It's not hard to determine Barry Sanders' favorite college team.
Sanders, a star running back for Heritage Hall and the son of NFL Hall of Famer Barry Sanders, hasn't hidden the fact that he's a big Oklahoma State fan. He wears the jerseys to the games and has been to around 15-20 OSU contests, he said.
It's his father who was a legend while playing for the Cowboys. It's his father's name on the Supercenter car dealership in Stillwater. The Sanders name carries a ton of weight in Stillwater.
But as the younger Sanders begins his junior year on the field in a couple of weeks, how does his love of the Cowboys play into his decision of where to attend college?
"It's wide open right now," Sanders said. "It's going to come down to a lot of things. I've got a great support system of family and friends that will help me when it's time."
Sanders has listed OSU, Notre Dame and Tennessee as his three early favorites of his seven offers. The battle is nowhere near done, and for the most part, it really hasn't even begun. There are still several schools he'd like to see and probably several that will still come knocking on his door.
He got a taste of what it's going to be like this summer at the prestigious Top Gun Camp in Williamsburg, Va., where he was named one of the top underclassmen by Rivals.com.
Sanders said he couldn't count the number of times while he was there that people wanted to introduce themselves just to say hey. Participating in the camp itself was the only time Sanders could relax.
He got to see what lies in his future, watching people hound running backs Malcolm Brown of Cibolo, Texas, and Aaron Green of San Antonio.
Brown is ranked as the 10th-ranked prospect in the nation by Rivals. He has offers from a list of who's who in college football, including Oklahoma, Alabama and Texas. Green has 27 offers, including the usual suspects of OU, Alabama, Texas and USC.
"They all had their own (recruiting) stories," Sanders said. "They said it can be pretty annoying at times. They don't even want to answer their phones. I know it's going to be rough."
There isn't much universities can do during the summer, but Heritage Hall coach Andy Bogert said the attention regarding Sanders increased in the spring months.
Sanders is accustomed to the attention at this point. Most still refer to him as Barry Sanders Jr., though technically that's not correct.
His father is Barry David Sanders, while he is Barry James Sanders. Regardless, the comparisons are always there. He hasn't flinched yet.
"I didn't notice any difference in him," Bogert said about the added attention. "With Barry, he's just one of the most easygoing kids I've ever been around."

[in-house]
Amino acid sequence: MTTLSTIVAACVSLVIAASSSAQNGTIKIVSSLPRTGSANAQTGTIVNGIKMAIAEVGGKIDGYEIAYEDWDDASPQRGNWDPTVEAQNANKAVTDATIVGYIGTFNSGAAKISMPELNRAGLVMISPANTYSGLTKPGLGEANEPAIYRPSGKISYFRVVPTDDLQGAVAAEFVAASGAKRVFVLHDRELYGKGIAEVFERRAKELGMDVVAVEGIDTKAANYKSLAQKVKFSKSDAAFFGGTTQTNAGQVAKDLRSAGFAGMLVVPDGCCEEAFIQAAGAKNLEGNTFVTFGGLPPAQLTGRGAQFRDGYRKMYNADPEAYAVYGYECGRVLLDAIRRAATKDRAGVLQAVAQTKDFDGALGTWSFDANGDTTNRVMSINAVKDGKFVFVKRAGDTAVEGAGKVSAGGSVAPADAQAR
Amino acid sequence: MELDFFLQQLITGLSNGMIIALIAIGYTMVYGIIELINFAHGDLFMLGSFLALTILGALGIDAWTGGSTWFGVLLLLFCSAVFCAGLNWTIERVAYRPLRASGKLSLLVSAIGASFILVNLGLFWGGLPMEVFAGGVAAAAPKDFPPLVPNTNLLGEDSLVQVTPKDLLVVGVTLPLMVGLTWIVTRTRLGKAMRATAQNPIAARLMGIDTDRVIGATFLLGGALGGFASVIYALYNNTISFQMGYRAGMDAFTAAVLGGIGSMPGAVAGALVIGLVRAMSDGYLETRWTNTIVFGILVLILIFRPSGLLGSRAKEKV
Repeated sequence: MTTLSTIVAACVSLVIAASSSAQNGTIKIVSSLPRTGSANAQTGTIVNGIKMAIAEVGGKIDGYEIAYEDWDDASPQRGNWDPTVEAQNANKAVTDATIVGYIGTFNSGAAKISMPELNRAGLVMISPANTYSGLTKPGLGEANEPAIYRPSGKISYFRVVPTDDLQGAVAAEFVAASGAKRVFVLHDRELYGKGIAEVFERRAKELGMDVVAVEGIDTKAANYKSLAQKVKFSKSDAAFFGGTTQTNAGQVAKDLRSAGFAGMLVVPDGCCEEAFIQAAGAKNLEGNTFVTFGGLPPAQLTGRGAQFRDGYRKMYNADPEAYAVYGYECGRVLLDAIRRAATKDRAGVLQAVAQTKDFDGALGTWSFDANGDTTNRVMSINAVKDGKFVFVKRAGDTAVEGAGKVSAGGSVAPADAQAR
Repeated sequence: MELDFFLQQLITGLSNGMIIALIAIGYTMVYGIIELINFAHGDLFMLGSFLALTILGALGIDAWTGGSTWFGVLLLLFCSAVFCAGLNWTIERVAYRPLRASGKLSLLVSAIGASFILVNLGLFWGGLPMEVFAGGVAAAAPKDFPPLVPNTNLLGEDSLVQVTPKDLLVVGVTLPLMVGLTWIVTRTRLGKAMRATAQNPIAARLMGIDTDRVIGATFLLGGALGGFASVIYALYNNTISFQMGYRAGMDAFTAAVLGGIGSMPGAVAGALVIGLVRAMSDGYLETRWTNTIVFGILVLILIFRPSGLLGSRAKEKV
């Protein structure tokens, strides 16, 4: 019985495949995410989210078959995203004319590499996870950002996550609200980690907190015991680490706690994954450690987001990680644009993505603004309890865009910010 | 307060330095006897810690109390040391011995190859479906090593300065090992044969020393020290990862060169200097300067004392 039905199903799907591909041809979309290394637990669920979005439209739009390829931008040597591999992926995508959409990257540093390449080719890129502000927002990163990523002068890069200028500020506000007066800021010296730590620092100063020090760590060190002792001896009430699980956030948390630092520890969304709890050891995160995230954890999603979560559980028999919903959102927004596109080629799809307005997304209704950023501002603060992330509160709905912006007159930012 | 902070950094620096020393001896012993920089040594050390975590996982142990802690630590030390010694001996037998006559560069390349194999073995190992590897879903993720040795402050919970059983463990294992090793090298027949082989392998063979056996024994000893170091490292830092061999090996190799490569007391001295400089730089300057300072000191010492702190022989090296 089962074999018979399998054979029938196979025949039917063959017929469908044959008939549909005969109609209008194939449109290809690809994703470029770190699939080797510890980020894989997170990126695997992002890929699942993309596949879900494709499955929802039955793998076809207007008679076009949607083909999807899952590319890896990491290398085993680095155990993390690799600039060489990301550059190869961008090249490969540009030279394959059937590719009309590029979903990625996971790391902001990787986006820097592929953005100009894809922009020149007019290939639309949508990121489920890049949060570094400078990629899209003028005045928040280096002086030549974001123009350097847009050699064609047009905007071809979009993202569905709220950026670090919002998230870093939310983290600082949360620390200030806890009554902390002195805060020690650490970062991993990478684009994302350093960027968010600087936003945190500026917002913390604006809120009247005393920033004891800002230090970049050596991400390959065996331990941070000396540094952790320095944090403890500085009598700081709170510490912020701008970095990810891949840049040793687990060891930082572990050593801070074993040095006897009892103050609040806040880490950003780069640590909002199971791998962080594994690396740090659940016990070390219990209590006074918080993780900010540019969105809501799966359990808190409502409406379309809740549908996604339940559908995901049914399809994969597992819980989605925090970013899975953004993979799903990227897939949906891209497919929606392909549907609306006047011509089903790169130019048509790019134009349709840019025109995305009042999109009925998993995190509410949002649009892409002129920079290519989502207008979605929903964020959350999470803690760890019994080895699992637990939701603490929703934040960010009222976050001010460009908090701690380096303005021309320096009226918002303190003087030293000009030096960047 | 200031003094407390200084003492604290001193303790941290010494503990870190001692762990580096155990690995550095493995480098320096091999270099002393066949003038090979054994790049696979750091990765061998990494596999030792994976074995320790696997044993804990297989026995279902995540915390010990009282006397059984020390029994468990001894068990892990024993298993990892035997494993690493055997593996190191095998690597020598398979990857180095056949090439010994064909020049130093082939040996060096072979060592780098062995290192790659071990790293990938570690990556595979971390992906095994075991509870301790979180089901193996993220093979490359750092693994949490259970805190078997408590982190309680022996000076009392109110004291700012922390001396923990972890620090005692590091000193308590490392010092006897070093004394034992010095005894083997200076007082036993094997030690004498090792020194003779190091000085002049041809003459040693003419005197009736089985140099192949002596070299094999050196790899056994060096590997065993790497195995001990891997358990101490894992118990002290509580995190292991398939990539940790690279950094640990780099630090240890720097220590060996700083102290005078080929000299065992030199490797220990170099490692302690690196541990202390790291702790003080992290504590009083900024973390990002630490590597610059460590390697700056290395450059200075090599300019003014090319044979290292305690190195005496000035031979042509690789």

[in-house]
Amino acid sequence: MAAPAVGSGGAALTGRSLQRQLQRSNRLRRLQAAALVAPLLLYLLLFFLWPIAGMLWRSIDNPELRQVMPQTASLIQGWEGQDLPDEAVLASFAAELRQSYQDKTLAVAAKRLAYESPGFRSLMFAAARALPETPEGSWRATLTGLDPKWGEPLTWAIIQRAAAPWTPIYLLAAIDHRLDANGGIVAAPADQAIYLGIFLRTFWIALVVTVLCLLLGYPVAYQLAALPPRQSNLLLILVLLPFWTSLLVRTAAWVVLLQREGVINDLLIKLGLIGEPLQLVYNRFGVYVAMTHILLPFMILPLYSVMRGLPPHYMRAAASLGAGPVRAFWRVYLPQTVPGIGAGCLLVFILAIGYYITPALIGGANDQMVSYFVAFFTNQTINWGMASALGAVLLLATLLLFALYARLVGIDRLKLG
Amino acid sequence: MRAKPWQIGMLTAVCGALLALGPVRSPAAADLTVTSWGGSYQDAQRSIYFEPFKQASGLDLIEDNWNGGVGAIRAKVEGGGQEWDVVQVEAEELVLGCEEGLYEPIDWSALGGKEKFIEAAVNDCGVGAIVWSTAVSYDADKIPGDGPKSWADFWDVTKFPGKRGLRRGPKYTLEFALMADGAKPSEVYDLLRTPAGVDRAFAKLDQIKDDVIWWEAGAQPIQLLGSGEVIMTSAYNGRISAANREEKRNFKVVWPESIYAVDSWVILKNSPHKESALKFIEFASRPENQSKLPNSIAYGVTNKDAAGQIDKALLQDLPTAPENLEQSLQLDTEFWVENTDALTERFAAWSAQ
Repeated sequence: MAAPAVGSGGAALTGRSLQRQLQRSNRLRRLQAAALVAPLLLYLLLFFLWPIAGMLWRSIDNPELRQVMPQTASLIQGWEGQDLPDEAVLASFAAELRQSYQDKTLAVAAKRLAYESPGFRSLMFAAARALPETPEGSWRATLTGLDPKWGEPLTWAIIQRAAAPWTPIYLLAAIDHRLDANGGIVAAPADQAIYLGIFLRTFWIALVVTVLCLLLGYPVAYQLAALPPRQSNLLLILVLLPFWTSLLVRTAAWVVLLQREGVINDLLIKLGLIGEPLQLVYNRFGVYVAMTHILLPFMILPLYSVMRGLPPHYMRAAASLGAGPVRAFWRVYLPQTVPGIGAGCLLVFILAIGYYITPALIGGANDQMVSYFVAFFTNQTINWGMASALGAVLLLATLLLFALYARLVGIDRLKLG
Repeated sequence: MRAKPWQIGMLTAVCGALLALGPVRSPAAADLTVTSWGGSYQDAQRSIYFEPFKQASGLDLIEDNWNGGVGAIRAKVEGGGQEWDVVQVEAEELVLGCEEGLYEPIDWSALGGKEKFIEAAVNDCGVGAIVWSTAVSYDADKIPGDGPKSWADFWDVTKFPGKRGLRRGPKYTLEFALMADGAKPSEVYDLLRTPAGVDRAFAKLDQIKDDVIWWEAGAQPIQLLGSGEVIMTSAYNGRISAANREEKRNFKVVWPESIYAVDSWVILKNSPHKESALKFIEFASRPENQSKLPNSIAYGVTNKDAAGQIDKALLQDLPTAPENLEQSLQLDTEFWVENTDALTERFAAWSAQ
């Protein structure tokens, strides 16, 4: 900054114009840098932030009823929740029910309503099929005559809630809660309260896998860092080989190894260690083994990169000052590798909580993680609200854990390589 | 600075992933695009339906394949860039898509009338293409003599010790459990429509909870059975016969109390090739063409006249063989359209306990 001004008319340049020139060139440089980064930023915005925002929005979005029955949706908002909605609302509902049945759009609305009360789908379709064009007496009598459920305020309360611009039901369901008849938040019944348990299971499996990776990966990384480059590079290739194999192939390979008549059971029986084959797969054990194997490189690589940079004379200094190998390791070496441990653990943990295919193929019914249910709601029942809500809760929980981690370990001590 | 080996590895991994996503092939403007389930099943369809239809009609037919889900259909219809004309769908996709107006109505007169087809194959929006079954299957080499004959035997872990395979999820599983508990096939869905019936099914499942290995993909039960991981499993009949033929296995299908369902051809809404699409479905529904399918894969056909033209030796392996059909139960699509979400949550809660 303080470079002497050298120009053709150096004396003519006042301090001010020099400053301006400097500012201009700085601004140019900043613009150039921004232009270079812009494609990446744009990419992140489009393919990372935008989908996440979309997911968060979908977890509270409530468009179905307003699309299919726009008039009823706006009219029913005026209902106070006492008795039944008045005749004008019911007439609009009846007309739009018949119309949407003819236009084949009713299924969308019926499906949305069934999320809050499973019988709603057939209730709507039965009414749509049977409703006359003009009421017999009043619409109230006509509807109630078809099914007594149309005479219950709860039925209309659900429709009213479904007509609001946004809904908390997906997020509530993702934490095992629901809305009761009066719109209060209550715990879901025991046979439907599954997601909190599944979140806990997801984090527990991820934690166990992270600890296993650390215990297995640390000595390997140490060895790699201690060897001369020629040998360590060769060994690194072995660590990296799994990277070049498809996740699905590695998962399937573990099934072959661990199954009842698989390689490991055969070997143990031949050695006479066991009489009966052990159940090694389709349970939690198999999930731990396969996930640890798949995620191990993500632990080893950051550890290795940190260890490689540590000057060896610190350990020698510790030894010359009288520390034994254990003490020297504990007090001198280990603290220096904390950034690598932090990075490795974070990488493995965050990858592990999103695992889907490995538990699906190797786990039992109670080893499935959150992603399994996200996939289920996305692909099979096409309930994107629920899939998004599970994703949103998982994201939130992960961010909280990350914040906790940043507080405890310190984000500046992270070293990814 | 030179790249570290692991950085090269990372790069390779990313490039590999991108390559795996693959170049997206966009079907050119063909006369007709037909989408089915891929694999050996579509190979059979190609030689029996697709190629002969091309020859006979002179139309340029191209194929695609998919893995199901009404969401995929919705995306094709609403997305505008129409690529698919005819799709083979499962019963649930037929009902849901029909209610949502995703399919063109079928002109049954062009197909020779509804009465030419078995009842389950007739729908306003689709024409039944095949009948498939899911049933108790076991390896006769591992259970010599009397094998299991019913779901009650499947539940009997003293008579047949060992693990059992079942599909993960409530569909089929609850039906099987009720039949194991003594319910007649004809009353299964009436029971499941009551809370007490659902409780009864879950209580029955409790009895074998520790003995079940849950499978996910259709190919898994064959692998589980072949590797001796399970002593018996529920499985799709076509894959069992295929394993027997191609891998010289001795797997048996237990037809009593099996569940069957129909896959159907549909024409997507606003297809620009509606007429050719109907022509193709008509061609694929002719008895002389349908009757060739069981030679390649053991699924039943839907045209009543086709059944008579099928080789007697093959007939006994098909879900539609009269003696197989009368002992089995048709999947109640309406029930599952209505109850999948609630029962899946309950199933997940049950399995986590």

Said junior quarterback and wide receiver Sterling Shepard: "He's just Barry to us. He hasn't changed because of the attention."
The younger Sanders is a lot bigger than his 5-foot-8 father. He said he still doesn't know how to put on weight, but he has been able to get a lot stronger.
At 5-foot-11 and 190 pounds, Sanders has unofficially been clocked at 4.31 seconds in the 40-yard dash and has a 31-inch vertical jump.
Initially, the hook was that he's the son of one of the greatest running backs in the game. That will always be there, but Sanders is slowly making his own way and showing he is deserving of the accolades.
"He's very mature and just a natural leader," said Justin Mitchell, publisher of OKVarsity.com, the Oklahoma Rivals site. "He's an intelligent, well-spoken guy and people just want to be around him.
"He's going to take care of business in the classroom, work hard and stay out of trouble. When you have a guy like that is as talented as he is and does that, it makes everyone around him better."
Sanders was a role player on the Chargers team that won the 2008 Class 2A championship, but he took the reins as the No. 1 option last year as a sophomore.
Despite just about everyone in the stadium knowing the ball was coming his way, Sanders accounted for more than 2,000 total yards of offense and 30 touchdowns. And in his first year on defense, he had six interceptions.
Heritage Hall, along with several other prominent 2A programs, is making the move up to 3A this year and is expected to contend for another gold ball.
Sanders said the team is finding its identity a lot earlier this year, and he knows he can't do it alone.
"It's not just me — we have so many talented kids on our team, and we're all coming together," Sanders said. "We're a tighter unit, and I think it's going to show this year."
District 3A-3 coaches' poll 1. Kingfisher (12-3)* 2. Heritage Hall (8-5)* 3. Bethany (7-4)* 4. Newcastle (4-6)* 5. John Marshall (9-3)* 6. Centennial (4-6)* 7. SeeWorth Academy (1-9)* * Denotes new to district 2009 record in parentheses